Canadian military seeks Muslim recruits
The Canadian Forces want more Muslims among their ranks.
There are few Muslims in the Canadian military and that is something that Rear Admiral Tyrone Pile, who is in charge of recruiting,wants to change.
OnFriday,Pile visited Ottawa Central Mosque in the city's west end to invite Muslim youths to join up.
"The Canadian Armed Forces do not reflect the cultural diversity in this country and that's a pity," Pile told observers at the mosque.
The military does not keep statistics on the religion of its members, but it does know that the number of Muslims who have joined is far less than the average in the Canadian population of about 2.3 per cent.
Cmdr. Denise LaViolette uses another measure.
She said there are only 648 people in the regular Canadian Forces from predominantly Muslim countries, out of a total roster of 62,500.Using those figures, the Muslim ratio is only about one per cent.
In February, Defence Minister Gordon O'Connor announced the government's commitment to increase the size of the regular force by 15,000 members to 75,000 and augment the reserve force by 10,000 personnel.
"The Canadian Forces is really dominated in large part by Canadian white males," Pile told reporters after his address. "In terms of growing the Canadian Forces and expanding â¦ which is our new mandate, that won't be possible to do unless we tap into our Canadian society at large."
Islam is the fastest-growing religion in Canada, with an increase of 128 per cent between 1991 and 2001, figures show.
Pilenoted that Canada has been involved with Muslim countries for nearly 60 years through its peacekeeping missions in Afghanistan, Bosnia-Herzegovina, Cyprus, Egypt, Jordan, Kashmir, Kosovo, Lebanon, Syria and the Gaza Strip.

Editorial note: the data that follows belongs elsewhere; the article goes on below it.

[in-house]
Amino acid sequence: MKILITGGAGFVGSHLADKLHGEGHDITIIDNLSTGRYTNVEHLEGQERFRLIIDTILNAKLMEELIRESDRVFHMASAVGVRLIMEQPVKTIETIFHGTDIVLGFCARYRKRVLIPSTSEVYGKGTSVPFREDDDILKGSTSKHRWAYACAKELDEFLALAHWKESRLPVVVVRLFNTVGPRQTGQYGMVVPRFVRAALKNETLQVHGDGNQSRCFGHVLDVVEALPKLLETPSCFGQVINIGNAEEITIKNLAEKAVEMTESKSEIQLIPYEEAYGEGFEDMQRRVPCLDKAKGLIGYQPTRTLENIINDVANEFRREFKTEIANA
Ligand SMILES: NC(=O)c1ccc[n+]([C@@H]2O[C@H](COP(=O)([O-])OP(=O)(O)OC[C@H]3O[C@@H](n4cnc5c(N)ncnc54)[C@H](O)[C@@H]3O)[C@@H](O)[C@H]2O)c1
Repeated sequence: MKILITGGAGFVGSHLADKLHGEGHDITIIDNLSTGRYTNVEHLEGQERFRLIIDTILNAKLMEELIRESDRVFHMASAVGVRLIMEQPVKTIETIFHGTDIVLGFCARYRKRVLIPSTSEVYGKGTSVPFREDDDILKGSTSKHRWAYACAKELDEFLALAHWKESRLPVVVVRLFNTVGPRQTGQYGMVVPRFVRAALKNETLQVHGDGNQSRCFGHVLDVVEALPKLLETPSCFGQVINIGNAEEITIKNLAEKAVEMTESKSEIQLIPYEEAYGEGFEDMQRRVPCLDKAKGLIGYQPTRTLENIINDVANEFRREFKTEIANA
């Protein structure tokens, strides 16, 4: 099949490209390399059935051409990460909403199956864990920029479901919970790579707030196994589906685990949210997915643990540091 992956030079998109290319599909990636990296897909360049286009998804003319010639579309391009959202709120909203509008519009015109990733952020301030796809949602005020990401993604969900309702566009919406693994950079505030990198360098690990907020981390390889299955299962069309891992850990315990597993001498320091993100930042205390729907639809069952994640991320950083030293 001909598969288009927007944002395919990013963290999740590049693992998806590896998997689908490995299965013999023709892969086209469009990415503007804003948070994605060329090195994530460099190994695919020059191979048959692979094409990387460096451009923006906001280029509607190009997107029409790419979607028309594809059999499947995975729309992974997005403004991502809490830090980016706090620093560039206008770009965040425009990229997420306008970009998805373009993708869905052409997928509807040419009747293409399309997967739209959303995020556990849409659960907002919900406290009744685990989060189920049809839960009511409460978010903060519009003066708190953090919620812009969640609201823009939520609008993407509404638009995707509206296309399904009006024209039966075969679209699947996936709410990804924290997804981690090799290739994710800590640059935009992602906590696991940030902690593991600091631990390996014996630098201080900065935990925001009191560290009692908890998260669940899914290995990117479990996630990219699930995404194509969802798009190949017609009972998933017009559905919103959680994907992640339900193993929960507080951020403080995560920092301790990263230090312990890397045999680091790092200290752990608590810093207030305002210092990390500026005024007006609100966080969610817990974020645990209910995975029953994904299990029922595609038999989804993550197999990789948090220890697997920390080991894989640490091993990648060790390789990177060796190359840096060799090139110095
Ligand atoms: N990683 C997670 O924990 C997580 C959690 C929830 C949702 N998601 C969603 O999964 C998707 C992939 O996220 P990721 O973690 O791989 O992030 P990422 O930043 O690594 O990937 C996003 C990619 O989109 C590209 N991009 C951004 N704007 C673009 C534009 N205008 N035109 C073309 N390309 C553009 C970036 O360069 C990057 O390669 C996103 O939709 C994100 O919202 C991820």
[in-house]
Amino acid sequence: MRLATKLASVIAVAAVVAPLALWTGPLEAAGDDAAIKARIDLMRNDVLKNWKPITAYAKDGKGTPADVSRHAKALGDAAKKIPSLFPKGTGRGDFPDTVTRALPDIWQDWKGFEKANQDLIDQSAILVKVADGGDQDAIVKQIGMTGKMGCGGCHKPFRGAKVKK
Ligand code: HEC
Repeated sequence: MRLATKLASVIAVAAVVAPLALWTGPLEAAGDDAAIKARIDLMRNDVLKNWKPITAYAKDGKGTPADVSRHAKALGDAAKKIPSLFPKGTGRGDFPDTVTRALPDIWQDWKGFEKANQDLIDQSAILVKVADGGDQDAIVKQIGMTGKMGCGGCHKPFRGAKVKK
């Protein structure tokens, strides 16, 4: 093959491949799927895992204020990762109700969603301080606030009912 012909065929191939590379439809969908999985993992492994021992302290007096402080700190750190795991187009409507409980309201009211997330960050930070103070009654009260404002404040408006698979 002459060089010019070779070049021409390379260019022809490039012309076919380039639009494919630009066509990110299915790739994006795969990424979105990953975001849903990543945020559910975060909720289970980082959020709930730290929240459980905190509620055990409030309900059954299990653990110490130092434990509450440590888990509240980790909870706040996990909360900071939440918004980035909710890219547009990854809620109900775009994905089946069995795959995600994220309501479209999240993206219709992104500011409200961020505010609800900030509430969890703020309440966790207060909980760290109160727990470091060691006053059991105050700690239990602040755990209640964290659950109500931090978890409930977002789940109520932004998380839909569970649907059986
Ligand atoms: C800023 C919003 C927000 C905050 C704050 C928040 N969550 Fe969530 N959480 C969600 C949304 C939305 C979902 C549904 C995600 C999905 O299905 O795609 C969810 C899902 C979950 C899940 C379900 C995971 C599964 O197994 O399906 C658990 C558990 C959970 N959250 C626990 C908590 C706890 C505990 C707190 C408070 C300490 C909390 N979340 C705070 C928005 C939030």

Recruiting people of different religions and cultural backgrounds does present challenges, LaViolette said, but the military is doing its best to accommodate their needs.
The forces allow members to wear turbans and special headdresses, eat vegetarian meals and offer daily prayers.
Theyeven tailored special uniforms for the three Muslim women in the forces. The Muslim clothes arelooser fitting than usual and include the hijab, the Muslim headscarf.
Pile also wants to establish a program of Islamic studies for the military, possibly through the Canadian Defence Academy and the Royal Military College in Kingston, Ont., educational facilities that come under his command.
These courses would cover Islamic art, architecture, culture, economics, history, jurisprudence and languages so members will better understand a culture that is complex and deep.
The Canadian Forces haveone Muslim imam, or chaplain, on the roster. Based in Petawawa, Ont., Capt. Suleyman Demiray has been working with Canadian troops in Afghanistan.
Bader Siddiqi, president of the Ottawa Muslim Association, supports the military's drive to better understand his culture.
"It is a positive when you send a Canadian Muslim" on a peacekeeping mission, Siddiqi said. "It is good to have people serving in the forces who understand the language and culture. There are fewer mistakes, fewer accidents and fewer deaths."
While there are delicate aspects to the recruitment of Muslims, Siddiqi said most can be accommodated. After all, Siddiqi said Muslims have along tradition of service with the Canadian and British armed forces.
Muslims usually pray five times day, but that requirement can be waived if necessary. Muslims often have special dietary, clothing and other cultural habits, but the military is prepared to work with them.
More delicate is the question of fighting people of their own religion and culture. But Siddiqi said that is an issue for many other people who join the military, including Christians.
Siddiqi did warn that a more aggressive role in Afghanistan could be an obstacle that could harm Canada's reputation as a peace-loving nation.
"I don't think it's a good thing that Canada went to Afghanistan and Iraq and everything," agreed Aymen Seulamani, 15, a cadetwho's not sure whether he wants to pursue a military career.